Slipping through the tall uncut weeds, the buck paused at the edge of the German field. Slowly sticking his head out through the opening, he looked for other deer before stepping out. Seeing two does already there, he eased his way into the field and began to feed in the late afternoon. Watching him through my binoculars, I decided I wanted to take him and steadied the .308 in the shooting window. After waiting for him to turn broadside, the crosshairs settled behind his shoulder and I started the trigger squeeze.
Through the scope I watched him collapse in his tracks as the rifle went off with mild recoil (left picture). Walking the approximate 100 yards to him, I was surprised at his small body size. Although I knew roe deer were smaller than American deer, seeing one up close really hit home. If he were a Whitetail, his head would have been much higher than the weeds when I first saw him. But the European Roe Deer don’t even come close to the size of their counterparts across the Atlantic.
Live weight of a big roebuck, as the German’s refer to them, rarely exceeds 70 pounds. Their antlers don’t get very larger either and typically a mature buck has only 3 points to a side. They are indigenous to Europe and some species of roe are also found in the middle east, Russia, and China. Upon completing my three month long German Hunting Course, my Jagerbrief (hunters’ certificate) qualified me for a Jagdschein (hunting license). Roe deer was the first animal I hunted, and they were plentiful, seeing them daily on my work commute.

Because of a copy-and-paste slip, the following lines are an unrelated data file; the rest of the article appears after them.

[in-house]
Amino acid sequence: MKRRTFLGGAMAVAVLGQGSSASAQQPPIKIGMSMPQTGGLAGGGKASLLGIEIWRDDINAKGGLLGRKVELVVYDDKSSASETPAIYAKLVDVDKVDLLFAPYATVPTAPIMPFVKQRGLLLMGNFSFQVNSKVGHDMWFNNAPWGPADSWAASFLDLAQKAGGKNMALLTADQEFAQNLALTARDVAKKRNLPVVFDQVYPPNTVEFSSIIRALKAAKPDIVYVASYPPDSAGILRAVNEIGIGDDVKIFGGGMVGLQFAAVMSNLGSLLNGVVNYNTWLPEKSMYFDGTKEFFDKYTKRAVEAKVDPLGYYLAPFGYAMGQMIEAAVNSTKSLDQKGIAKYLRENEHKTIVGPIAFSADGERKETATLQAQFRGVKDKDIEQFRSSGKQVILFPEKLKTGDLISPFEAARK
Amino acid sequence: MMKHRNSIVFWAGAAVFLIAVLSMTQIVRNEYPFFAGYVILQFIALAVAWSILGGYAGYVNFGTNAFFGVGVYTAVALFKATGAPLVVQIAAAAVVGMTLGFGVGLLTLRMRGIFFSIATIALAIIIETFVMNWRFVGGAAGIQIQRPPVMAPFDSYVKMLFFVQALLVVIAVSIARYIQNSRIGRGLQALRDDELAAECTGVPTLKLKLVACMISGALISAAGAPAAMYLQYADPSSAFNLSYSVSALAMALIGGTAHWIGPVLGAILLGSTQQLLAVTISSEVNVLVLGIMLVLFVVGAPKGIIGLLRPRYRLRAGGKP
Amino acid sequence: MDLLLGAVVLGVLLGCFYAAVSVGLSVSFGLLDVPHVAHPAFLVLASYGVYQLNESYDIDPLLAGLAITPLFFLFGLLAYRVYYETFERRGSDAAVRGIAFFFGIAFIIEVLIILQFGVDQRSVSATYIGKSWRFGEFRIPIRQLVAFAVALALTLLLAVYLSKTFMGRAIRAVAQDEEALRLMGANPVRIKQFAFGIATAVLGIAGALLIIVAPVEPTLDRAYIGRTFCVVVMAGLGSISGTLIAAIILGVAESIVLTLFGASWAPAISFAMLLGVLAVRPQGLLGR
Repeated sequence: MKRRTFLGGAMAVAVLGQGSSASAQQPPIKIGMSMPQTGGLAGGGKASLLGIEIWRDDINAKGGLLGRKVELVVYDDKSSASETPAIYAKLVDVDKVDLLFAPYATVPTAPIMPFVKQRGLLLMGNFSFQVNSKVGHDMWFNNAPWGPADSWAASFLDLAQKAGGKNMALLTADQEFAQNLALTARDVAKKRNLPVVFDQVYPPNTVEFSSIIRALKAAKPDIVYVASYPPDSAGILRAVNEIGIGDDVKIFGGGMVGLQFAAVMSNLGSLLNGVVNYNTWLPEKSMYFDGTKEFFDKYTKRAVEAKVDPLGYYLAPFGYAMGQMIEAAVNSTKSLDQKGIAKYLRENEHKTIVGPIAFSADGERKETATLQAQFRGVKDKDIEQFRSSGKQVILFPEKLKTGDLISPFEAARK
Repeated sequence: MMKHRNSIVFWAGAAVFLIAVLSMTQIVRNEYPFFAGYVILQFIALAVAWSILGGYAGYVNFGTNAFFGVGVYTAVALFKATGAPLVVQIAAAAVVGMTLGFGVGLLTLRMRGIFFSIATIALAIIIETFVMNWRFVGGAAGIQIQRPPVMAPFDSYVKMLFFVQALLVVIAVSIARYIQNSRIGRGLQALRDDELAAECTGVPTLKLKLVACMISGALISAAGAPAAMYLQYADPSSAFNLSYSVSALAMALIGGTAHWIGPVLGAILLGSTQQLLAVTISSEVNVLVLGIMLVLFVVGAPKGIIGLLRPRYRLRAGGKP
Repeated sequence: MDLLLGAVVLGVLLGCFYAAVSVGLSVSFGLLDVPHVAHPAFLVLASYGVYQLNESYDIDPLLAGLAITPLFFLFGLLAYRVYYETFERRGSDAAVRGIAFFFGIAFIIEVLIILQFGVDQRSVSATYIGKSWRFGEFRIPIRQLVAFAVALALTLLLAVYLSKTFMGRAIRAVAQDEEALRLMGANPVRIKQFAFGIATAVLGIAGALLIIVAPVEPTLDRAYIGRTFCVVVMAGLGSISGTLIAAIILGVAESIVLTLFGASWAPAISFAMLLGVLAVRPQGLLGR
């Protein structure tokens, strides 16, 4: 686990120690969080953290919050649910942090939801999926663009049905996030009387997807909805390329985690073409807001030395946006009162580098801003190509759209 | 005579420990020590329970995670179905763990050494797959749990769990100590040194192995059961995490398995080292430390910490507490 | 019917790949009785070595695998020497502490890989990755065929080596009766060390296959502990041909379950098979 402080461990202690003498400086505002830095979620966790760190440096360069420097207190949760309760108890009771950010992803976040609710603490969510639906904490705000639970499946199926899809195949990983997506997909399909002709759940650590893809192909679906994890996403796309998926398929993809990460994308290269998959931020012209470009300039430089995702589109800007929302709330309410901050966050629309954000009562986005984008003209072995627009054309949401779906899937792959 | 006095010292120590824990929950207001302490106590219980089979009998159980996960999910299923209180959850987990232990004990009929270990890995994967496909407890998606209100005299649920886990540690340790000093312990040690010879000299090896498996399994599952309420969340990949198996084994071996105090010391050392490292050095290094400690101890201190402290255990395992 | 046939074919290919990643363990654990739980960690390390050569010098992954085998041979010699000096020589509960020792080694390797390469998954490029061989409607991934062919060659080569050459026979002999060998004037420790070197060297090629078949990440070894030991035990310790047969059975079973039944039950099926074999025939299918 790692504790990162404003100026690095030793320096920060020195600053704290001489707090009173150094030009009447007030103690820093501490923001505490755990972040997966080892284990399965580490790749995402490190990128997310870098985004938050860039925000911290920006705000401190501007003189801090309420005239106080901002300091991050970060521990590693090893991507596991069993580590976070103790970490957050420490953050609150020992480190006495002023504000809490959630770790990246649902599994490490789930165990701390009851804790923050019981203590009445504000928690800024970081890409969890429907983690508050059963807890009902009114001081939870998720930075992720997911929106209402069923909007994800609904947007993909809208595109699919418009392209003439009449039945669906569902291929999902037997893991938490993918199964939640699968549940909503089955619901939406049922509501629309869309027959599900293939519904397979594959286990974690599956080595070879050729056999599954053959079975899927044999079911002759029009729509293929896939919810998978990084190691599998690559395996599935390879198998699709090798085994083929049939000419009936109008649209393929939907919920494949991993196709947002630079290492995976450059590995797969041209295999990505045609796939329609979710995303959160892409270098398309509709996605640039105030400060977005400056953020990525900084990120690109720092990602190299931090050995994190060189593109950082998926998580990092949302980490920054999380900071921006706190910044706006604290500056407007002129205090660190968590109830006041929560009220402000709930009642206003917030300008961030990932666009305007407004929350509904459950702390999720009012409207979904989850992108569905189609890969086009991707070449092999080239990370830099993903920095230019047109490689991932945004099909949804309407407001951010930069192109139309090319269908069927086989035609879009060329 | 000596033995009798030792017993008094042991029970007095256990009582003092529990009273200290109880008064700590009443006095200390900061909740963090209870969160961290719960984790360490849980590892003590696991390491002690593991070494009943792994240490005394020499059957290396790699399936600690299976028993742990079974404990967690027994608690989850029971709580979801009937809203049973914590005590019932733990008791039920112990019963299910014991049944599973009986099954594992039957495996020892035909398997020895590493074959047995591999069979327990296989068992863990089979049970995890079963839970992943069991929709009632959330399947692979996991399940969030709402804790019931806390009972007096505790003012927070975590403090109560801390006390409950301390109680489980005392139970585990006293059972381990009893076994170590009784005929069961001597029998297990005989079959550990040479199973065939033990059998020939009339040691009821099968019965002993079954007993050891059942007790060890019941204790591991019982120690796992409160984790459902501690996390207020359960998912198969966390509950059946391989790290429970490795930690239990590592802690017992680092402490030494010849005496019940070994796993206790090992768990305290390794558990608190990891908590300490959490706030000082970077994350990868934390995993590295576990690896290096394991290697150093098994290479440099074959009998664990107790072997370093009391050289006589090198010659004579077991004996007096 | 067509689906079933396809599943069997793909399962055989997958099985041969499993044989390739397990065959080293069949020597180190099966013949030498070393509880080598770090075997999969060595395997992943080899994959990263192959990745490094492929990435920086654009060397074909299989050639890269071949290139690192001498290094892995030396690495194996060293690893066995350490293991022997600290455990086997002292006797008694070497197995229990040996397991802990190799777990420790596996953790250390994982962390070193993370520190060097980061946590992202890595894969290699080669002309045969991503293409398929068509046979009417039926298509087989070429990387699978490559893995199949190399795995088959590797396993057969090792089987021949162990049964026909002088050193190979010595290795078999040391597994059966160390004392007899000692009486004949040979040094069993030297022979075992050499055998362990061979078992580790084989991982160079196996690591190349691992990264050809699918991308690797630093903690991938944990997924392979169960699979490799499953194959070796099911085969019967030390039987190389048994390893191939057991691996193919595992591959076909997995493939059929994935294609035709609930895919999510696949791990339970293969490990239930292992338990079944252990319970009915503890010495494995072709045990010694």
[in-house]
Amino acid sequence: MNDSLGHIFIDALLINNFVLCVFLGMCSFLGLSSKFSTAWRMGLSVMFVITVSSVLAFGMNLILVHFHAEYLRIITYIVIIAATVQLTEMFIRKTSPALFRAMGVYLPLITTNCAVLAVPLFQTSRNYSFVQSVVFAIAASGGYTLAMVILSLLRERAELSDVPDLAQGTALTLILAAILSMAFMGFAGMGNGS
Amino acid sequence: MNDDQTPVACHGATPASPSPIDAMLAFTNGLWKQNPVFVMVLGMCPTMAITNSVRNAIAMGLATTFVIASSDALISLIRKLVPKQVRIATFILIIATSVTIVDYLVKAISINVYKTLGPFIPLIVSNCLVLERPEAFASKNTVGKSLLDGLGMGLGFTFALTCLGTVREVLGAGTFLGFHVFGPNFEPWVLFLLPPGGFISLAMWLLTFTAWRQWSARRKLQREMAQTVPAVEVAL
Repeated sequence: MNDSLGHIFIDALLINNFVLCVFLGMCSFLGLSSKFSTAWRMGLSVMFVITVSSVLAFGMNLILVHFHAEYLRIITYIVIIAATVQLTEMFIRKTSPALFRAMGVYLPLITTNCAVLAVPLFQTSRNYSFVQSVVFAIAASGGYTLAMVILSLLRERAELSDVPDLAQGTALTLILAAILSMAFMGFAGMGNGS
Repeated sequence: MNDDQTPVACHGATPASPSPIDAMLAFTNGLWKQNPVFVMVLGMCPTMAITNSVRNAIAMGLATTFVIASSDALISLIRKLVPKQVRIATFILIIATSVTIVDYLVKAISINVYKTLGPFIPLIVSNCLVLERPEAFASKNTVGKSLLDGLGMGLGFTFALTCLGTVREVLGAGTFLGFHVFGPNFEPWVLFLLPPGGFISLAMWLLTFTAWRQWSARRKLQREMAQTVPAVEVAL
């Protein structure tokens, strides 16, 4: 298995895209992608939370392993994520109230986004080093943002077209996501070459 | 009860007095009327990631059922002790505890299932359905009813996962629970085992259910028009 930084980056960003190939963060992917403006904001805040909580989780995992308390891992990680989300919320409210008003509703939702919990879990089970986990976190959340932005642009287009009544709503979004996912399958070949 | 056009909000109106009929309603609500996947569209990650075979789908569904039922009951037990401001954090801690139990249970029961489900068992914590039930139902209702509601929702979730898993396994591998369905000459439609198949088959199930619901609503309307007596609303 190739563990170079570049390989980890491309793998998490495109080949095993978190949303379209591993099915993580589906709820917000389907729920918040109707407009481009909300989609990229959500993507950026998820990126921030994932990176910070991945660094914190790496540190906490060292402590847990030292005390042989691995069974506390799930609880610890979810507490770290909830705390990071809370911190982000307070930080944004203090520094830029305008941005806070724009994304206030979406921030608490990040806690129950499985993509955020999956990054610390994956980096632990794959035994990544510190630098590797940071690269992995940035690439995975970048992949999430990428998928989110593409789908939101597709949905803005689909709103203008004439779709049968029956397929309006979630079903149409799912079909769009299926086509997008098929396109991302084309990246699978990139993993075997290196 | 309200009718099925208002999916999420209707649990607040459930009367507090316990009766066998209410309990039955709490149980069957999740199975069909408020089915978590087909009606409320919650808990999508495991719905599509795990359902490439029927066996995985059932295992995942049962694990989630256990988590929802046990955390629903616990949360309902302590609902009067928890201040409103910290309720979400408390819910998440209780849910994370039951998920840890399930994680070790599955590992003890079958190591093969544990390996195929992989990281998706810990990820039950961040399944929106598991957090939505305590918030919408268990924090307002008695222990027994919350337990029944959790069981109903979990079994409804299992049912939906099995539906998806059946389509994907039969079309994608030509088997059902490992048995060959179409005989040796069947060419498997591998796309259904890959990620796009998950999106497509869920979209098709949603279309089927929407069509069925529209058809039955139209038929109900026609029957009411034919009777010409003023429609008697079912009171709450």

Deer season started May 1st and ran through the end of December. The rut for roe deer is from mid-July to mid-August with does delaying implantation until January. Fawns are born in April and May instead of the middle of winter for better survival. My first buck was taken on May 14th, a dry doe a week later and then on July 4th another doe. I had never harvested anything before on this great day so that was incredibly special for me.
A week later I returned to America for back surgeries two and three, missing the rest of the season. By the time the following season started I had sufficient time for recovery where I could hunt from stands. Knowing this would be my last year in Germany I wanted to hunt as much as possible. Fortunately, I was invited to go on several driven hunts by German hunting friends, but these were for wild boar. When I did hunt roe, it was on a revier/lease that I had permission to hunt by my neighbor.
July 5th I was walking through heavy fog down a dirt path towards a stand I planned to hunt. Trying to walk quietly down the moist dirt track, I started to see something orange through the fog. Raising my binoculars, I saw a buck feeding in the field out in front of my stand. Silently easing my way forward another 10 yards, I slowly set up my shooting sticks. The buck actually started to feed my way as I rested my rifle in the stick yoke.
Taking a deep breath, I found the three pointer in my scope, took the safety off and slowly exhaled. At the shot, the buck did a complete back flip, kicked once and was dead, 44 yards away. Without field dressing him, I tied his legs together at the ends and slung him onto my back. I had a hunting pack on one side and a deer pack on the other and hiked out. That is an advantage to hunting these small deer!